One does not have to be a finance genius to figure this one out. Most rational people will refinance their more expensive home loan to something cheaper as long as it makes economic sense to do so. But often, there might be some non-obvious costs that might make it expensive to refinance. In today’s falling interest rate scenario, it makes sense to go through some of the basics of refinancing or balance transfer, as it is commonly known within the industry.
When you do a balance transfer, you are transferring your outstanding home loan balance from one lender to another. Under this, the new lender gives your old lender the money outstanding on your loan. Your liability and obligation towards repaying the outstanding amount is now towards the new lender.
The two most common reasons for a balance transfer are to lower your interest payments to the lender or to change the terms of your loan so as to extend its tenure. You can use refinancing as an opportunity to get a top-up loan equivalent to the amount already repaid and on the increased value of your home.
Is there a cost involved?
Contrary to your incentive to save money through refinancing, your existing lender has no incentive to transfer the loan to another bank. So this lender will create some hurdles for you by requiring you to continue with the loan for a minimum period. Check with your lender if you have met this hurdle or not.
Additionally, the existing lender might charge you a penalty fee which could be anywhere between 2% and 4% of the outstanding principal amount of the loan at the time of refinancing.
Finally, the new lender that you are going to go to might charge you a loan processing fee (plus service tax) anywhere between a minimum of Rs5,000 to a maximum of 1% of the loan amount (depending upon whether you are self-employed or an employee).
Does a balance transfer option make sense?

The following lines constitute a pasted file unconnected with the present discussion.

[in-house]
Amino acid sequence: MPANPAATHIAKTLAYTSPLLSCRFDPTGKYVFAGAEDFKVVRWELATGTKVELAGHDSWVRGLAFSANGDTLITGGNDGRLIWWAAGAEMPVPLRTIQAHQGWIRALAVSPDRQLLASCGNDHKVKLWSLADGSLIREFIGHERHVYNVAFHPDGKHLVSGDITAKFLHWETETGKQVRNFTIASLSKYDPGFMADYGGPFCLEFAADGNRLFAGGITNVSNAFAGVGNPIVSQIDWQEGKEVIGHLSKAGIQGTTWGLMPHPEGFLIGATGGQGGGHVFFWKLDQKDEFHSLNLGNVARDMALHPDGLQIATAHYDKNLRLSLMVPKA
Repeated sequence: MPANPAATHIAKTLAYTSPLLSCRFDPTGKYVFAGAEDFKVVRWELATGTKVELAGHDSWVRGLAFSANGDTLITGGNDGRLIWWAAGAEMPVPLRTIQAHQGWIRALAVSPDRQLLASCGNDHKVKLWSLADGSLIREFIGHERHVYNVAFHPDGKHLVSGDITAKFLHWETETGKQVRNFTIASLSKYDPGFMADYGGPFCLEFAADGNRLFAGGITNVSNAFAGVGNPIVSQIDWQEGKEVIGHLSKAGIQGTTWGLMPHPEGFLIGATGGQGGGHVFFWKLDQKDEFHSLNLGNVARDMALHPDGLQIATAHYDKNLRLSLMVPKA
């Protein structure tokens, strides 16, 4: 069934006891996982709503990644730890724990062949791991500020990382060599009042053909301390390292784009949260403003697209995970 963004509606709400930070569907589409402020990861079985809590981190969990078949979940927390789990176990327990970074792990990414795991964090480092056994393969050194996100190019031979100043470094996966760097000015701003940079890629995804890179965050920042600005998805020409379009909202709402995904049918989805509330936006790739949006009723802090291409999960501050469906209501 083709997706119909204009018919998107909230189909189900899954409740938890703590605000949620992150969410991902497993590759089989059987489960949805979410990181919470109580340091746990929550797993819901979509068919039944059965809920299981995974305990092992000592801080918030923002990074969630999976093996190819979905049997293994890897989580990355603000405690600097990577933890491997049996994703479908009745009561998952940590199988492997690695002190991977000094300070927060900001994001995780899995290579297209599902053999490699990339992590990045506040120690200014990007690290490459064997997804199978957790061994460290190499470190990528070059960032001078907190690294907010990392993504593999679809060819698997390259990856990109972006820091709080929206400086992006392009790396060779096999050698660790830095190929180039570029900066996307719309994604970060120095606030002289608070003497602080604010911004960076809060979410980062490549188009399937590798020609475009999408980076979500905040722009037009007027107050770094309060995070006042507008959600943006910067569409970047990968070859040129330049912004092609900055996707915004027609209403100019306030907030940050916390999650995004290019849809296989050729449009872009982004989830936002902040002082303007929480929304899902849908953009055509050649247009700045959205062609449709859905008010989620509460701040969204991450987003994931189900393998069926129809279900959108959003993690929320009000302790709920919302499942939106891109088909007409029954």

The refinancing needs to make economic sense for you after you have paid the prepayment penalty to your existing lender and the loan processing fee to your new lender. If net of these expenses you will not end up saving any money despite the lower interest rate, then it is pointless to refinance. In fact, it could just be a big administrative hassle to go through a balance transfer.
Who is eligible and what are the tax benefits?
Balance transfers are available to both salaried and self-employed persons. However, there are restrictions on the minimum and maximum age, as well as minimum income criteria. These might vary according to lender, so do your research to see which lender suits you the most.
As far as taxes are concerned, you can get the same benefits as you did under your previous home loan. First, you can continue to avail of the annual Rs1 lakh deduction under section 80C towards the repayment of the principal amount of your loan. Second, you can get up to Rs1.5 lakh annual deduction under section 24 towards payment of interest on the loan.
Three tips to keep in mind
1. Calculate whether it still makes economic sense to refinance, despite the lower interest rate, net of the fees and charges you might be forced to pay.
2. Confirm with the new lender that the low rate is not a teaser rate that will be contractually raised after, say, six months or some other predetermined minimum period. Read the fine print carefully.
3. Ensure that your paperwork is in order for the new lender, especially the property ownership papers, otherwise the disbursement can be delayed.
Kartik Varma and Dhruv Agarwala graduated from Harvard Business School and are co-founders of the New Delhi-based iTrust Financial Advisors.
Content provided by iTrust Financial Advisors
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